Effectiveness of marketing campaigns for grade crossing safety


Stirling Stackhouse

January 1998

Report no. MnDOT 1998-02


Modes, Safety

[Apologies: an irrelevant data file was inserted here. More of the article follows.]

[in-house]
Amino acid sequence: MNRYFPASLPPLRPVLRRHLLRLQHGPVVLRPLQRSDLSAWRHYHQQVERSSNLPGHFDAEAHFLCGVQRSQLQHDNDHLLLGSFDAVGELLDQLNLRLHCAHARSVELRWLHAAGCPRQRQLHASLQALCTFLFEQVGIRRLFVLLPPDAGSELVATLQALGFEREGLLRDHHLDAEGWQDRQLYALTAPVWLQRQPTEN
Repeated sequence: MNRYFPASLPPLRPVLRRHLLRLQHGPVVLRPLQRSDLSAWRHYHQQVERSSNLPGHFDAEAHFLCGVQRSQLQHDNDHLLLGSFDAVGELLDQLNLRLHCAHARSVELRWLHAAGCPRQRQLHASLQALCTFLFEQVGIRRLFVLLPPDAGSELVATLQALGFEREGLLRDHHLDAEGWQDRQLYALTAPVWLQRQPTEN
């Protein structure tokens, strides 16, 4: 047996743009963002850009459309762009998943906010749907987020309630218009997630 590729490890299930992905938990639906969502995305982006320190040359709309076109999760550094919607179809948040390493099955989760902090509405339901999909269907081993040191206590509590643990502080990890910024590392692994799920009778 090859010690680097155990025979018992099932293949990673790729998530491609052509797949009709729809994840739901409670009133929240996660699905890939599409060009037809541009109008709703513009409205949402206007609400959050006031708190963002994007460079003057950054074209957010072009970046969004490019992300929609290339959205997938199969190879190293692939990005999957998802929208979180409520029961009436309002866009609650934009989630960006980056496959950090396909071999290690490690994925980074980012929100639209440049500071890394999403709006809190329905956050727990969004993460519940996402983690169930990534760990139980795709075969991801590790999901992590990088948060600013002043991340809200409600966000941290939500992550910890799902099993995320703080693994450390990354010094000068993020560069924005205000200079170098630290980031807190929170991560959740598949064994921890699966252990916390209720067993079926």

This project examined grade crossing safety and human factors through a variety of research methods: focus groups, a telephone survey, a literature review, and an analysis based on a new approach by Neil Lerner. Learner notes that drivers should not be treated as reckless, inattentive speeders. Instead, they should be considered decision makers who use information of limited quantity and quality against a background of knowledge shaped primarily by their experience of trains rarely appearing when they cross. Researchers found no evidence that additional education programs or public awareness campaigns had any lasting effect on the frequency of grade crossing accidents. Researchers also found no evidence suggesting that bigger or brighter or other modifications of traditional signs or signals led to favorable changes in drivers' behaviors at grade crossings. The report concludes that using available sensor-processor-message display technology, configured in a way to promote improved driver decision making, offers the potential for grade crossing accident reduction. Researchers recommend additional studies to investigate this potential for grade crossing accident reduction.

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